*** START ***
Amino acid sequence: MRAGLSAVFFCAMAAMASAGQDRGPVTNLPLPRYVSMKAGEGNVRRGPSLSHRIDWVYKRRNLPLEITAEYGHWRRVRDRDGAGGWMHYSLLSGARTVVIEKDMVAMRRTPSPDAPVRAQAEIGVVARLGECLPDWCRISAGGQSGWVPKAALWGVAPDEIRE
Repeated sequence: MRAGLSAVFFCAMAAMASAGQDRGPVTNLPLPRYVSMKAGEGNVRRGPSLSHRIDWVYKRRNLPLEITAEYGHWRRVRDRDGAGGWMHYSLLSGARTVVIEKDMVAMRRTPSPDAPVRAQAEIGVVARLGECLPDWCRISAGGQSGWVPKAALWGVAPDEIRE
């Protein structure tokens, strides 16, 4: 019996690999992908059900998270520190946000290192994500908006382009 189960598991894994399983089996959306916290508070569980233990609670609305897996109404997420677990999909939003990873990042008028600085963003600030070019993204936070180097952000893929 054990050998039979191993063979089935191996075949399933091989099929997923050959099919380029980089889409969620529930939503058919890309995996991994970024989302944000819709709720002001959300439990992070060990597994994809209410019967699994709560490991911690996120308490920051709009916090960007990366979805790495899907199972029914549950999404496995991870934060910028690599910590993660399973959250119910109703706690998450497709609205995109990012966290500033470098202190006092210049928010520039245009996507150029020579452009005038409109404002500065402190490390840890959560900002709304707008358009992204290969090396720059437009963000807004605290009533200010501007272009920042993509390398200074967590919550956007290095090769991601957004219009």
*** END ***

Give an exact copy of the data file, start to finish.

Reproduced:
Amino acid sequence: MRAGLSAVFFCAMAAMASAGQDRGPVTNLPLPRYVSMKAGEGNVRRGPSLSHRIDWVYKRRNLPLEITAEYGHWRRVRDRDGAGGWMHYSLLSGARTVVIEKDMVAMRRTPSPDAPVRAQAEIGVVARLGECLPDWCRISAGGQSGWVPKAALWGVAPDEIRE
Repeated sequence: MRAGLSAVFFCAMAAMASAGQDRGPVTNLPLPRYVSMKAGEGNVRRGPSLSHRIDWVYKRRNLPLEITAEYGHWRRVRDRDGAGGWMHYSLLSGARTVVIEKDMVAMRRTPSPDAPVRAQAEIGVVARLGECLPDWCRISAGGQSGWVPKAALWGVAPDEIRE
């Protein structure tokens, strides 16, 4: 019996690999992908059900998270520190946000290192994500908006382009 189960598991894994399983089996959306916290508070569980233990609670609305897996109404997420677990999909939003990873990042008028600085963003600030070019993204936070180097952000893929 054990050998039979191993063979089935191996075949399933091989099929997923050959099919380029980089889409969620529930939503058919890309995996991994970024989302944000819709709720002001959300439990992070060990597994994809209410019967699994709560490991911690996120308490920051709009916090960007990366979805790495899907199972029914549950999404496995991870934060910028690599910590993660399973959250119910109703706690998450497709609205995109990012966290500033470098202190006092210049928010520039245009996507150029020579452009005038409109404002500065402190490390840890959560900002709304707008358009992204290969090396720059437009963000807004605290009533200010501007272009920042993509390398200074967590919550956007290095090769991601957004219009």